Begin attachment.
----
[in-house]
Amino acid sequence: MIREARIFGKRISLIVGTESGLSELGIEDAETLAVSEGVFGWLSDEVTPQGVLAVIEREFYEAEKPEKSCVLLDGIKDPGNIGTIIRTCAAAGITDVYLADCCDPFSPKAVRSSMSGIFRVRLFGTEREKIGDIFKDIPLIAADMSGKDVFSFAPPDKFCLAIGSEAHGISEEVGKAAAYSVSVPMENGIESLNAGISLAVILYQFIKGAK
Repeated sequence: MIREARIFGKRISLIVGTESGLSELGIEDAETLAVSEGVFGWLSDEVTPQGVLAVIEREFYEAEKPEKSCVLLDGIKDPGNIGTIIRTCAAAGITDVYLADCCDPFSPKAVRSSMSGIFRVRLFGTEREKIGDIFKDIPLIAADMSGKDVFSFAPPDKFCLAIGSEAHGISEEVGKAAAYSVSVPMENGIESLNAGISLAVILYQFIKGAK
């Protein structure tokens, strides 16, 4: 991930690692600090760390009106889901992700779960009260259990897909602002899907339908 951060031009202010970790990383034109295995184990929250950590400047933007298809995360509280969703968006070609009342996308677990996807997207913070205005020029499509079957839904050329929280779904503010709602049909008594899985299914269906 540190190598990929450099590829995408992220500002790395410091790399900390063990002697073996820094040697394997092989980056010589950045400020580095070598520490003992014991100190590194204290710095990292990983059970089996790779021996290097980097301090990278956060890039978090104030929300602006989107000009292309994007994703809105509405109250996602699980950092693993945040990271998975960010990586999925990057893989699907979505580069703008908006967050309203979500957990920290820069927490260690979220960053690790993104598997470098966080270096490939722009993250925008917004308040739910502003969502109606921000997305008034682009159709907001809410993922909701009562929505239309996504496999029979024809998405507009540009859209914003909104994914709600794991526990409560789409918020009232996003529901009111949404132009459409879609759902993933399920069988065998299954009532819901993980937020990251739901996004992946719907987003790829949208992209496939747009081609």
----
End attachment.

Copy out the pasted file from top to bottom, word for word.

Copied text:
[in-house]
Amino acid sequence: MIREARIFGKRISLIVGTESGLSELGIEDAETLAVSEGVFGWLSDEVTPQGVLAVIEREFYEAEKPEKSCVLLDGIKDPGNIGTIIRTCAAAGITDVYLADCCDPFSPKAVRSSMSGIFRVRLFGTEREKIGDIFKDIPLIAADMSGKDVFSFAPPDKFCLAIGSEAHGISEEVGKAAAYSVSVPMENGIESLNAGISLAVILYQFIKGAK
Repeated sequence: MIREARIFGKRISLIVGTESGLSELGIEDAETLAVSEGVFGWLSDEVTPQGVLAVIEREFYEAEKPEKSCVLLDGIKDPGNIGTIIRTCAAAGITDVYLADCCDPFSPKAVRSSMSGIFRVRLFGTEREKIGDIFKDIPLIAADMSGKDVFSFAPPDKFCLAIGSEAHGISEEVGKAAAYSVSVPMENGIESLNAGISLAVILYQFIKGAK
């Protein structure tokens, strides 16, 4: 991930690692600090760390009106889901992700779960009260259990897909602002899907339908 951060031009202010970790990383034109295995184990929250950590400047933007298809995360509280969703968006070609009342996308677990996807997207913070205005020029499509079957839904050329929280779904503010709602049909008594899985299914269906 540190190598990929450099590829995408992220500002790395410091790399900390063990002697073996820094040697394997092989980056010589950045400020580095070598520490003992014991100190590194204290710095990292990983059970089996790779021996290097980097301090990278956060890039978090104030929300602006989107000009292309994007994703809105509405109250996602699980950092693993945040990271998975960010990586999925990057893989699907979505580069703008908006967050309203979500957990920290820069927490260690979220960053690790993104598997470098966080270096490939722009993250925008917004308040739910502003969502109606921000997305008034682009159709907001809410993922909701009562929505239309996504496999029979024809998405507009540009859209914003909104994914709600794991526990409560789409918020009232996003529901009111949404132009459409879609759902993933399920069988065998299954009532819901993980937020990251739901996004992946719907987003790829949208992209496939747009081609």